Water features are one of this year's top modern gardening ideas, but you don't have to splash out (sorry) on a new fountain or waterfall: a DIY mini pond is the perfect focal point.
As per The Wildlife Trust, a washing-up bowl, a large plant pot, or a disused sink could all be repurposed as ponds – and all are a brilliant way to support local wildlife, too, especially during the oncoming heatwave.
12. Make time to tidy up
It won't add anything new to your garden, but giving the space a good straighten up could help you give your outdoor space a new lease of life. Many of us put off the nitty-gritty gardening chores, but de-weeding your patio or fixing that wonky fence panel will transform the space in an instant.
13. Deep clean the patio
Start with a clean slate, quite literally. If you have a patio or decking in your garden use a pressure washer to spray away any dirt and slime that might have built up over the winter months.
A thorough clean will ensure it’s much more pleasing on the eye when it comes to sitting outdoors to enjoy the garden.
14. Use eggshells to start off your seeds
Not all eggshells need to go into the compost heap. If you can save any intact, you can use them to hold seedlings in an egg box. Eggshells contain calcium, which will enrich the soil, helping your seedlings to grow.
15. Divide your plants
If you're looking to up the number of flowers and plants in your garden, without any additional cost, now's the ideal time to divide or split summer-flowering plants. By dividing your plants, you’ll be able to add more colour to your garden whilst also making your original plants healthier by making sure they don’t overgrow.
Experts recommend, 'Primroses, daylilies, asters, geums, heucheras, hardy geraniums and Japanese anemones' – as all suitable for dividing. 'To separate your plants, dig up the clump whilst gently loosening the soil. Using a trowel or hands, carefully pull the plant apart. Making sure each section has plenty of roots still attached. Then simply replant these new sections in your garden and water well.'
16. Rearrange the furniture
Simply repositioning the furniture can alter the garden layout – instantly refreshing the space, making it feel like new by creating a different perspective. Non-fixed outdoor seating allows you to change things up at your leisure, and solar powered fairy light ideas are easy to move and re-drape as the mood takes you.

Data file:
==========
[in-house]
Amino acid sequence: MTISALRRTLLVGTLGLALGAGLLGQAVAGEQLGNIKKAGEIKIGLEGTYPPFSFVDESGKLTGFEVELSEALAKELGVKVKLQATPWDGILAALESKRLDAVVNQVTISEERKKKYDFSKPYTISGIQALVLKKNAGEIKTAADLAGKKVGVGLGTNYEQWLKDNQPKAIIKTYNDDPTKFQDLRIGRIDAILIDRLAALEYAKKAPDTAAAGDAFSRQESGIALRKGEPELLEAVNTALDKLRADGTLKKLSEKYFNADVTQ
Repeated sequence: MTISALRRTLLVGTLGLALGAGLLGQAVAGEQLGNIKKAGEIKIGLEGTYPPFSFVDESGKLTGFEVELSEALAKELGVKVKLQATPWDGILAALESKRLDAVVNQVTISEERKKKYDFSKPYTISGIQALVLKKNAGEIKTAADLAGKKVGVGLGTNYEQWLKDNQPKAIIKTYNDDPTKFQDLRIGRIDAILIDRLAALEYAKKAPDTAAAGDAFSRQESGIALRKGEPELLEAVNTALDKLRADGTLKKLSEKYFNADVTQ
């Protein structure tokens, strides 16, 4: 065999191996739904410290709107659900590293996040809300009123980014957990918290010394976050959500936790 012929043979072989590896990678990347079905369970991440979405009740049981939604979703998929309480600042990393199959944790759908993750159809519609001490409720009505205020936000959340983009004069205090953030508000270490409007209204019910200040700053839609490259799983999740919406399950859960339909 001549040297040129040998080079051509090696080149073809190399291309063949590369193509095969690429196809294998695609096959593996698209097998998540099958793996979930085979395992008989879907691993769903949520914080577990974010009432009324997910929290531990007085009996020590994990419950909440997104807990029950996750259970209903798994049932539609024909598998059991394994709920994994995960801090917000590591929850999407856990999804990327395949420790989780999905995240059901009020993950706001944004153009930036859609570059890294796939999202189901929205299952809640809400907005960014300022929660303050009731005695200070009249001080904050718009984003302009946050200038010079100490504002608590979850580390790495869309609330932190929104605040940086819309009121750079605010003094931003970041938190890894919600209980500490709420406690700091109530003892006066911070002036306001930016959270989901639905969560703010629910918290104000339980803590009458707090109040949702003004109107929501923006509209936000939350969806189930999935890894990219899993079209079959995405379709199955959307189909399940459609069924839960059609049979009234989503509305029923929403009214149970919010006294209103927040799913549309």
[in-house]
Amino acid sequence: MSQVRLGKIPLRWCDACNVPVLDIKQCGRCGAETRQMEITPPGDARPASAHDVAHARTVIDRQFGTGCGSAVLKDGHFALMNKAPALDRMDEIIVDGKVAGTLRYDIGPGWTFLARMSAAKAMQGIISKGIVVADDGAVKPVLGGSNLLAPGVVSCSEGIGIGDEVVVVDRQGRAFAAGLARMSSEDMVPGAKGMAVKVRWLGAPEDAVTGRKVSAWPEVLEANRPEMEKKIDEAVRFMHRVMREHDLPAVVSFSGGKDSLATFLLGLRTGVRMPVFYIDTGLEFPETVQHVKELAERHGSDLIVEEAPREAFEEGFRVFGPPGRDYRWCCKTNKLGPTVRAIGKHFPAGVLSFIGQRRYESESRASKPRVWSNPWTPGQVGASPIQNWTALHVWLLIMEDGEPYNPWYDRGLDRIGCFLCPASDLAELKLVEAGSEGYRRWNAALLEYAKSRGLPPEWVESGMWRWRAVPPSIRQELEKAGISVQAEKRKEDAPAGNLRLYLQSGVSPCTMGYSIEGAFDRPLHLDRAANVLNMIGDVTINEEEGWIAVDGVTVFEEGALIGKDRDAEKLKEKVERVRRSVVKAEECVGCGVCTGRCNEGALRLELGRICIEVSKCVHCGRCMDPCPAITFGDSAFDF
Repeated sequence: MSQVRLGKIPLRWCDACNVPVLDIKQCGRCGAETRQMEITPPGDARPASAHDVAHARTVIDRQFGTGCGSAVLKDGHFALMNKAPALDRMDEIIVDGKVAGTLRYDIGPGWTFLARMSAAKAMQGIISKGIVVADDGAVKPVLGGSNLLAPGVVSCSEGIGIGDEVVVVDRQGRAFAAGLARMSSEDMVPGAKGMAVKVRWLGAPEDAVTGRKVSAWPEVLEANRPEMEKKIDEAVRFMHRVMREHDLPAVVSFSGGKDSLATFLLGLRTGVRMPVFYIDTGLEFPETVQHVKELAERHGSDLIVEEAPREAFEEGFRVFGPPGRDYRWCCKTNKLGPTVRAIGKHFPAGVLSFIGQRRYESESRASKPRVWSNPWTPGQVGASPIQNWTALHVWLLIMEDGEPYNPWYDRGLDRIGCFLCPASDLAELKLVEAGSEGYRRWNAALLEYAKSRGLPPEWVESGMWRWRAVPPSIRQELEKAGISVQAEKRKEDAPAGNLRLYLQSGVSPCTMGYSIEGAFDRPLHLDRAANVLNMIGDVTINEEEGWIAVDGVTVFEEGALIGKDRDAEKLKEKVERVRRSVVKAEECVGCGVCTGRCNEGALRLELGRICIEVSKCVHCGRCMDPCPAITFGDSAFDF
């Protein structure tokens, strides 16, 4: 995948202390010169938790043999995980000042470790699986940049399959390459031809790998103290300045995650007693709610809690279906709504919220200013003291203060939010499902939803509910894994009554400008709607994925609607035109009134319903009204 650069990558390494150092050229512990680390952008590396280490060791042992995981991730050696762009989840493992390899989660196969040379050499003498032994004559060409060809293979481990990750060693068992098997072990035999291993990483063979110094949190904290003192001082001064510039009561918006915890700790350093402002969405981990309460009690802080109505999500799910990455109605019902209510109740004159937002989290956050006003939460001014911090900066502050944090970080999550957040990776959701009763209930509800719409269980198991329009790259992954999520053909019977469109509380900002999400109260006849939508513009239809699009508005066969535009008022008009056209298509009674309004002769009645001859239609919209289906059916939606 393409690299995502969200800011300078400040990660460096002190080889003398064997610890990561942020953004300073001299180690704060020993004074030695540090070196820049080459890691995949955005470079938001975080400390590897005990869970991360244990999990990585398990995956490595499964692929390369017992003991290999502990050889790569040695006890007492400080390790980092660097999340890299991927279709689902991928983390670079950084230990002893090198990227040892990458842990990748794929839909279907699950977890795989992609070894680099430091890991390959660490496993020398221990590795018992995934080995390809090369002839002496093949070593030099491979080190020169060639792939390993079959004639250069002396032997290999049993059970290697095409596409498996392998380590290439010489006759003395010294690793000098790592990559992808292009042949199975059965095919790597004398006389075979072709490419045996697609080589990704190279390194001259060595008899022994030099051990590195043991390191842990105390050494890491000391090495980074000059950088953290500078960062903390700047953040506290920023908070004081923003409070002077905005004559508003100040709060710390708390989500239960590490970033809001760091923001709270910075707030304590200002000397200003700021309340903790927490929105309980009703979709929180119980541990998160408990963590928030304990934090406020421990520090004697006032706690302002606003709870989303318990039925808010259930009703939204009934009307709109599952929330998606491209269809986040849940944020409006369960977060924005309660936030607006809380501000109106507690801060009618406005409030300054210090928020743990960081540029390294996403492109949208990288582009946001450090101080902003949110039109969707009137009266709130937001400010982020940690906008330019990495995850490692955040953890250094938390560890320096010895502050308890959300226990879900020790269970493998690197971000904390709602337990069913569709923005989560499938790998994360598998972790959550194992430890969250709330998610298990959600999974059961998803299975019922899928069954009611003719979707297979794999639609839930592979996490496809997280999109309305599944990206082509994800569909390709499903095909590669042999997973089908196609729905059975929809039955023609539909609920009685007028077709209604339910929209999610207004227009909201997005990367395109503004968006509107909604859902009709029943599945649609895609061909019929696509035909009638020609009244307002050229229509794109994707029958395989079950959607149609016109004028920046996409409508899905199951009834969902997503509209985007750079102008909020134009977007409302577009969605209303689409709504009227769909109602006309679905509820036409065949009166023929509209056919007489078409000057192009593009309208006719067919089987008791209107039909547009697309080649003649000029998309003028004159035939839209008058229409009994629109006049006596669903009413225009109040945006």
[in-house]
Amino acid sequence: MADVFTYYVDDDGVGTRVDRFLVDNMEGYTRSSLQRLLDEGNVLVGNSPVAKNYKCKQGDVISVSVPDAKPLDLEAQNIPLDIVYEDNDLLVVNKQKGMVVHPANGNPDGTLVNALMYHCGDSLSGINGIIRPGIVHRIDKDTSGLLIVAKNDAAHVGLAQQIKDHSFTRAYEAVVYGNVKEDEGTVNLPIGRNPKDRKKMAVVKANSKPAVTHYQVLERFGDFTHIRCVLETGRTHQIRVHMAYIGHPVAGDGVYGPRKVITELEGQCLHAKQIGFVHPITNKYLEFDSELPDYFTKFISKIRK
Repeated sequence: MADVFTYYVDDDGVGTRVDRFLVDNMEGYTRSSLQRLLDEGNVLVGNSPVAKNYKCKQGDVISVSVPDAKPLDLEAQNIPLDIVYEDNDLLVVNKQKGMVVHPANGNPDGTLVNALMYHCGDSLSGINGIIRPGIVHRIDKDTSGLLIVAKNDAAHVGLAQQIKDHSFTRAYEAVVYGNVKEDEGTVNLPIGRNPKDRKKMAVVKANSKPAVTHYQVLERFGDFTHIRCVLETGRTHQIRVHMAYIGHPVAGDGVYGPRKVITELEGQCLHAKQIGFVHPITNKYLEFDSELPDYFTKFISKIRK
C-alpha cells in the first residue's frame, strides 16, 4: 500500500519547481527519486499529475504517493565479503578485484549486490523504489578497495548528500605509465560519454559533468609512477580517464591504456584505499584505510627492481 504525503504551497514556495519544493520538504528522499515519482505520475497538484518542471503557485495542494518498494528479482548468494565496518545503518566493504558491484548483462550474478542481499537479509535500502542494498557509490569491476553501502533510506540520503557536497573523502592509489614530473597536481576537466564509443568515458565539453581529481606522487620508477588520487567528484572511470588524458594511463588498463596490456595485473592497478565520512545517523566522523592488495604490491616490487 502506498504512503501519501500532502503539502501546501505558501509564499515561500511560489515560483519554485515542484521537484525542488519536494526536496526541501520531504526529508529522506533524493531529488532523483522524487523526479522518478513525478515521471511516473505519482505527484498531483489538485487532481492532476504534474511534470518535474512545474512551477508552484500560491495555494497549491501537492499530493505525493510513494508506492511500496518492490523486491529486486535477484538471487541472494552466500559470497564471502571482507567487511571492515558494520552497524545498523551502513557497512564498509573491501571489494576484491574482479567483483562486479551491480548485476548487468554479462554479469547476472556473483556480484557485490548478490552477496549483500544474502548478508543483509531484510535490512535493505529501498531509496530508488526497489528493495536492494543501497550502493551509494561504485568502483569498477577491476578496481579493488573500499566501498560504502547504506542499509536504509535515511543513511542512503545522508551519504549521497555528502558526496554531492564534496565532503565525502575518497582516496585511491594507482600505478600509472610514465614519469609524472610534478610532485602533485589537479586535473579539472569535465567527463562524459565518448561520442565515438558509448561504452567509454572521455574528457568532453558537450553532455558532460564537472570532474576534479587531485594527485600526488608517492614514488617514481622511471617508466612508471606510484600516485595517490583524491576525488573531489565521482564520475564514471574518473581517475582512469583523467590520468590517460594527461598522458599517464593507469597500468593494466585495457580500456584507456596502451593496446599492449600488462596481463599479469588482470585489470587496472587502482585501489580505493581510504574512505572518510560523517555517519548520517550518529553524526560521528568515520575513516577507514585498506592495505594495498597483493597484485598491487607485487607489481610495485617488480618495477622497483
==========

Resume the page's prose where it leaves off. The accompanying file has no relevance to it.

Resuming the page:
17. Or try repainting garden furniture
If you have some wood or metal paint left over from a recent home renovation project, then it's time to make good on all those exciting garden paint ideas, grab a brush, and give your garden furniture the hot new look it deserves.
Just be sure to check out our guide on how to paint garden furniture first, to make sure you have everything you need for a wind and rain-proof finish.
18. Move a mirror
Doesn't every household have a mirror they can afford to move into the garden? You've amazed at the difference it can make, moving such a simple accessory.
Garden mirror ideas can help to totally transform the garden, making it feel more like an extension of the indoors but more importantly it can help to make it look bigger by reflecting light and scenery back into the space.
19. Raise up your planting
Change the landscape in grassless garden ideas by rethinking your plant pots. Move freestanding pots to create a more curated display, that will fill any empty gaps on the patio to add greenery and colour.
Elevate smaller pots on side tables and plant stands to gain a different perspective, adding depth to the overall feel of the planting arrangement. A cluster of potted plants surrounding a seating area is a great way to make the experience of sitting outdoors feel more immersive.
20. Paint your garden buildings
Winter can take its toll on garden buildings. Use your free time now to check and learn how to paint a shed or even a greenhouse. 'A fresh lick of paint and regular ventilation now the weather is improving will help your garden buildings and plants within them stay healthy,' advise the experts.
To do this for free, put shout outs for leftover paint on Facebook and other social media, and ask around. It won't necessarily match, of course, in which case pick a striped multicolour look, or try painting a mural.
Top tip: If your outdoor buildings provided extra storage in the winter, now's the time to do a bit of decluttering. Even better transform the extra space to a home office or home gym.
21. Create garden zones
Creating different themed zones can help to make the space feel bigger. This can be easily done by moving garden furniture such as chairs or outdoor tables into one section to create a seating space and children's play items into another section to create a mini play area.
These simple measures can go a long way to ensure the whole family can take time for themselves, and get a much-needed break from the indoors.
22. Welcome colour to walls
Nothing invigorates a tired garden more than a splash of colour. Beyond your summer bedding choices you might want to add colour on the walls to create the perfect backdrop for your planting.
Check if you have leftover paint in the shed to add even a slither of striking colour on one wall or fence – a little can go along way to enliven the space.
Failing that you could check what's being thrown out at your local tip in the paint section, always ensure you gain permission first. Another idea for a free fix is to use chalks to add colour to the wall, even a mural perhaps?